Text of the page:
Breathing Life into Sentences.

The issue of sentence construction arises consistently when discussing the development of student writing. Sentences regularly appear in the work of young writers. Sentences that draw frowns on the faces of teachers. -Sentences that lack variety, spark, energy or complexity. The challenge is, how do we support young writers to more consciously construct sentence brimming with energy and intent?
Let's begin by drawing the young writer’s attention to the sentences constructed by mentor authors. Examining closely the work of other writers. Spotlight sentences that reveal possibilities for the developing writer. Encourage them to write in the style of the mentor. Doing this can lead to almost instant improvement in their work. It remains a powerful mechanism for change.

Consider the following actions to Soup Up Sentences:

Draw attention to the way other writers use strong verbs to create vivid images for the reader. Verbs are the muscles of the sentence. They need to know this. Precise, accurate verbs can replace longer inefficient phrases.

Do the same with the precise use of nouns. Nouns that take the reader from the general to the specific. Don’t write dog when you mean Doberman.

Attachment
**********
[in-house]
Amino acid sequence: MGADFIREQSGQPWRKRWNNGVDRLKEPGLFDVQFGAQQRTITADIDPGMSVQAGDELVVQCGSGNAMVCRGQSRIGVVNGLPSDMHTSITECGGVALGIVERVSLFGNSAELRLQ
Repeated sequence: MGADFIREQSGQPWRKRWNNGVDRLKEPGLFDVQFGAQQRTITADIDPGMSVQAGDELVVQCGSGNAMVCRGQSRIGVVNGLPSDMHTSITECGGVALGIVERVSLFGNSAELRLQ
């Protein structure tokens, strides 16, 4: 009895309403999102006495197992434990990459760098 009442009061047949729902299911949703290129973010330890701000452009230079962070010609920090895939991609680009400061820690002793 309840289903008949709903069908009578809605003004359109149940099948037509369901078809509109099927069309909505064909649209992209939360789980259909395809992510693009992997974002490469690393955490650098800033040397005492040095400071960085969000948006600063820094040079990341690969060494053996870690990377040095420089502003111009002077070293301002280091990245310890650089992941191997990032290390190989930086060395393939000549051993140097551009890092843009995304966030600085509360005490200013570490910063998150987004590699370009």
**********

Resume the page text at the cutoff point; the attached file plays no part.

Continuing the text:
Alert students to the careful use of adjectives in their written pieces. -Adjectives that assist the reader to visualize. Think of adjectives in the way that you think of fast food; indulge in them sparingly. Inexperienced writers often throw a collection of adjectives at a subject hoping to impress. It rarely works.

Encourage students to look for alternative ways to say the same thing to avoid monotony. Words and phrases used repeatedly should be identified and weeded out. The exception being where deliberate repetition is used for effect.

Show students how to combine two sentences into one using connectives (conjunctions). Literature abounds with examples. Show them how you use this important information to inform your writing. Sentence combining is a powerful mechanism for improving the flow of writing.

Aim for precision in word choice. Encourage students to search for the word/words that states exactly what they wish to say to the reader.

Check out the way mentors use a variety of sentence beginnings to keep the reader engaged.

Teach the strategy of reading sentences OUT LOUD to ensure they sound right and flow easily from the lips.

Studying sentences closely can make them come to life with the essential energy good writing requires.


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